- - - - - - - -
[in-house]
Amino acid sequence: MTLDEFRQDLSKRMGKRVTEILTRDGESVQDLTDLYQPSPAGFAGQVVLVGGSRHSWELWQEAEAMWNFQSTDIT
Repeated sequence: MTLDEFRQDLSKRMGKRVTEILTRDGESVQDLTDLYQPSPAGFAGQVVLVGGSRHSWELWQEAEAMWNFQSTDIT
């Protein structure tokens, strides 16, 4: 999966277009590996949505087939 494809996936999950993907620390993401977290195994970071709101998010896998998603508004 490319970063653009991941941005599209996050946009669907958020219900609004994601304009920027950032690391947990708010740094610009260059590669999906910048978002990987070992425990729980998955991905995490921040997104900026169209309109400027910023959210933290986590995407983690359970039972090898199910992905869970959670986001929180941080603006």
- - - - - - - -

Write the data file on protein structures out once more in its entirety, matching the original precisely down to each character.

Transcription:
[in-house]
Amino acid sequence: MTLDEFRQDLSKRMGKRVTEILTRDGESVQDLTDLYQPSPAGFAGQVVLVGGSRHSWELWQEAEAMWNFQSTDIT
Repeated sequence: MTLDEFRQDLSKRMGKRVTEILTRDGESVQDLTDLYQPSPAGFAGQVVLVGGSRHSWELWQEAEAMWNFQSTDIT
């Protein structure tokens, strides 16, 4: 999966277009590996949505087939 494809996936999950993907620390993401977290195994970071709101998010896998998603508004 490319970063653009991941941005599209996050946009669907958020219900609004994601304009920027950032690391947990708010740094610009260059590669999906910048978002990987070992425990729980998955991905995490921040997104900026169209309109400027910023959210933290986590995407983690359970039972090898199910992905869970959670986001929180941080603006």